Buying a house is a big step whether you're single or married. A mortgage is likely to be the largest financial transaction of your life and the dominant ongoing monthly expense in your budget. However, unmarried couples need to consider a few extra details during the mortgage journey. Paying careful attention to these items will help to ensure you don't encounter unpleasant surprises later on in the process.
It might be difficult or awkward, but the first thing both partners need to do is sit down and talk. You both need to be confident that your relationship is strong enough to enter into a major financial transaction together. If you've been together a short time or have doubts about the stability of your union, think twice about committing to a long-term mortgage together.
Part of this conversation needs to be a plan for how you'll handle expenses. Will you each contribute a portion of your income to the mortgage, based on how much you make? Or will each partner be expected to pay half? This goes for the ongoing mortgage payment as well as down payment, closing costs, and any associated real estate expenses.
If your relationship has progressed to the point where you're considering opening a mortgage together, you should probably have a joint bank account. One way to handle expenses is to source all payments from the joint account, and replenish that account according to your contribution arrangement.
It's also wise to consider a cohabitation property agreement, which is like a prenuptial agreement but for the property of unmarried couples. Such an agreement puts in writing what will happen to your joint property if the relationship should end, or if one partner dies. A real estate attorney can help you make sure all the proper boxes have been checked.
No one likes to think about a possible future breakup or the death of a partner, but the consequences of not planning for these possibilities can be devastating.
Whether you're keeping your money separate or combining it into a joint account, you need to make sure you're well-positioned to buy a house. Both partners need to ensure their portion of the down payment is accessible and that their credit score will support getting a great mortgage rate. If you'll need to sacrifice other monthly expenditures to make the mortgage payment work, make sure both partners are on board with those budget changes.
Depending on your situation, deciding whether to pursue a single application or a joint application may be an obvious choice, or it may be highly nuanced.
In a single application, one person applies for the loan and is legally responsible for all payments. The partner can still contribute to the down payment and monthly expenses, but their financial information won't be considered for loan approval purposes. This can be an advantage if one partner has high income and a great credit score, while the other does not. With only the high earner's information on the loan application, you could get a better rate on your mortgage. Of course, if the other partner decides to stop paying their portion of the bill, the loan applicant is still on the hook for the full amount.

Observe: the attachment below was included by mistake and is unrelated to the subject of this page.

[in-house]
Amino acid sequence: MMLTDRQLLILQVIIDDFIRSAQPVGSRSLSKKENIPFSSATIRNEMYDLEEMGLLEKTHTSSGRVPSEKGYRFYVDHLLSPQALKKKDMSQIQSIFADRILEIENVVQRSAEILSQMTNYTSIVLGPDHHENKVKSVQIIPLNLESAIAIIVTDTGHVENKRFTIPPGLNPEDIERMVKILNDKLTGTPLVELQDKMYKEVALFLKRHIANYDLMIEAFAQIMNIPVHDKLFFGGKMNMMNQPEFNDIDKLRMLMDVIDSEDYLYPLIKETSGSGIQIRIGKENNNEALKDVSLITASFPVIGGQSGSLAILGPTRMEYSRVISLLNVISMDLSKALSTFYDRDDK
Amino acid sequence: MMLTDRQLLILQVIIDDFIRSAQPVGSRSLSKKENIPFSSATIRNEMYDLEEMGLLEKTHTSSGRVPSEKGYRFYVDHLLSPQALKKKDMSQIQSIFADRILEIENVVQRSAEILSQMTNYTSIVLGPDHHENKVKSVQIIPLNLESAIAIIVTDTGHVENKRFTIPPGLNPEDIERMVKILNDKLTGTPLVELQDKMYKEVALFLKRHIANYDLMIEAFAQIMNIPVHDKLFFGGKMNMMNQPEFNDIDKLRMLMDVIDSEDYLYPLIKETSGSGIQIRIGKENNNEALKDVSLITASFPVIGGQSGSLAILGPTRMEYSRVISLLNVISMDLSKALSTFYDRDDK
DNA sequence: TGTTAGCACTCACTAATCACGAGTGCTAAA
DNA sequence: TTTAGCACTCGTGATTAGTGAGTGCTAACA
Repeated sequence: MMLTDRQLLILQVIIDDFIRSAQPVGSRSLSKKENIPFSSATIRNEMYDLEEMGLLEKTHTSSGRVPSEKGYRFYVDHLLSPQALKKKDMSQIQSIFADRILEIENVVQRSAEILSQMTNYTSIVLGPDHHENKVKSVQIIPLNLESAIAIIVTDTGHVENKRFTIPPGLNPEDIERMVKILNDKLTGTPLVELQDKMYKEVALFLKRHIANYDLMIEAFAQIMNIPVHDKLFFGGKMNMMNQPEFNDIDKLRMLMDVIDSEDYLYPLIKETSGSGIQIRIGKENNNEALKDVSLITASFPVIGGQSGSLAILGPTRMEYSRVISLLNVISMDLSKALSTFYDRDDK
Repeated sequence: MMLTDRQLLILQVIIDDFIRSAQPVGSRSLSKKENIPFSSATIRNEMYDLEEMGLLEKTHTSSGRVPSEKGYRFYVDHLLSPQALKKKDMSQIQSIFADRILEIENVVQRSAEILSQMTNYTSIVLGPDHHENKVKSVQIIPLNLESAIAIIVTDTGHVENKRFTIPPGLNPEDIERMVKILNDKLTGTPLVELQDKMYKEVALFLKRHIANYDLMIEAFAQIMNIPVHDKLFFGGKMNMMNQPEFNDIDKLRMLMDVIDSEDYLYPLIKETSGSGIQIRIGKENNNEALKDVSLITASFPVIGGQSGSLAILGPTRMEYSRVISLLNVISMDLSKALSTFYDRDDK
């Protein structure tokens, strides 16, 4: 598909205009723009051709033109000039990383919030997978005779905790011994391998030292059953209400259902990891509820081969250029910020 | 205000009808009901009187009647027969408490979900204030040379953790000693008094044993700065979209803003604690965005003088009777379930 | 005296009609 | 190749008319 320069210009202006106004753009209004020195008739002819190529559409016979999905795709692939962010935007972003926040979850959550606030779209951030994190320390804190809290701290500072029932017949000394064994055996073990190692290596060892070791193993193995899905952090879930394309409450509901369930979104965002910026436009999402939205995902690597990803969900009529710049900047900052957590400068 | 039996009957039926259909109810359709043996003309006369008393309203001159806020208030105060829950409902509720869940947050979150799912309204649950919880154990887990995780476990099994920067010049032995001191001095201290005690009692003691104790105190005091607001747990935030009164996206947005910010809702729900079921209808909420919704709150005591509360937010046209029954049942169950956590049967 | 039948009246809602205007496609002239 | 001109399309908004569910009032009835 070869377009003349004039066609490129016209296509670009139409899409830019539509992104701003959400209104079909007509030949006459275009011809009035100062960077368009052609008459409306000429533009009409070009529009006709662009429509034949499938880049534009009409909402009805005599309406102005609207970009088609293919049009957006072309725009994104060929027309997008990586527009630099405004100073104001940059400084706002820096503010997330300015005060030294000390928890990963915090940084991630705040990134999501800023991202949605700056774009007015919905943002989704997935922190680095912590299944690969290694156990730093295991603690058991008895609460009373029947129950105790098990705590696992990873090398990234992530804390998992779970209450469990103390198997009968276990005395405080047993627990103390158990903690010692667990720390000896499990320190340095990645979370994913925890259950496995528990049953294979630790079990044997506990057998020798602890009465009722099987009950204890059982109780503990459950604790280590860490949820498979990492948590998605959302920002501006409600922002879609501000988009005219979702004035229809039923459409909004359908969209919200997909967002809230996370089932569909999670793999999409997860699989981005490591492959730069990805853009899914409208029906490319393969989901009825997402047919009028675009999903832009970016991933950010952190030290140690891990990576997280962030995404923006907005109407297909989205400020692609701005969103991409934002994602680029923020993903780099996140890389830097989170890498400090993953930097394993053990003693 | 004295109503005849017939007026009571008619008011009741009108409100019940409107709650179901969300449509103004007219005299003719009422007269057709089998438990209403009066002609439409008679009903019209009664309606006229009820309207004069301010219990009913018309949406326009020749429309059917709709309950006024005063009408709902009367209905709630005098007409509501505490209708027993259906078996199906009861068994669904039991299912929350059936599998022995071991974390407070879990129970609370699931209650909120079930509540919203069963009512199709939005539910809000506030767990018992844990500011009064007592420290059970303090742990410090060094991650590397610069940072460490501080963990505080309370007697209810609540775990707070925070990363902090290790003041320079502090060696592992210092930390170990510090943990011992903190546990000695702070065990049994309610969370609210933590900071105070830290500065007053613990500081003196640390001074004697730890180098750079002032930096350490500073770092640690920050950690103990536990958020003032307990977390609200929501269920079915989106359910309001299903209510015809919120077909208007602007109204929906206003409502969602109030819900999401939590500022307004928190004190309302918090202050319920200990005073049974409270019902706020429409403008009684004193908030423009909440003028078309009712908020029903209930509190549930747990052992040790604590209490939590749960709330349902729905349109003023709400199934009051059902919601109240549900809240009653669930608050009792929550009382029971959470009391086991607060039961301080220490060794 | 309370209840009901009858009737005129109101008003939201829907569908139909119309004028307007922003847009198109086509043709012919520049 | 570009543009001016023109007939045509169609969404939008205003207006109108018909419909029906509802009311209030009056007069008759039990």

With a joint application, both partners are listed on the loan as co-borrowers. Both are obligated to make the payments, and the combined financial information of both partners will be included in loan approval decisions. This can lead to the couple being able to purchase a more expensive home, particularly if both partners have good income and credit scores. If one partner has credit problems, however, it can drag down the whole process and stick you both with a higher interest rate.
Regardless of how you borrow money, it's how the title is recorded that indicates ownership. How to hold the title on your home becomes a bit more complicated for unmarried couples. It's nothing you can't overcome, but you do need to pay attention to the details to prevent potential future issues. You'll need to research your state's specific title options, but there are several common types: sole ownership, joint tenancy, and tenants in common.
Sole ownership means that one person owns the property, which can be an advantage if only one of you has a great credit score. If the relationship ends, however, the person who isn't recorded on the title loses any claim to the property.
Joint tenancy means that both partners are recorded on the title, and each owns 50% of the property. Right of survivorship ensures that if a partner dies, the other inherits their share. That's ideal for a stable, long-term relationship, but if a breakup occurs, you're stuck owning the property with your ex-partner (or trying to raise the money to buy them out).
Tenants in common is another title option that allows joint ownership other than 50% each. If the higher-earning partner pays 80% of the down payment and ongoing mortgage, they can own 80% of the property. This is a fair arrangement based on contribution percentage, but there's no right of survivorship. You would need to supplement this title with a will naming the other partner in order for them to inherit your share on death.
No matter what mortgage and title options you choose, the most important thing is that you go in to the process with your eyes wide open. Having a mortgage partner you can trust is half the battle. When you're ready to find the perfect house for you and your partner, contact Diamond Residential Mortgage to learn about your options. No matter your current situation, our experts are passionate about helping you achieve your home-buying dreams!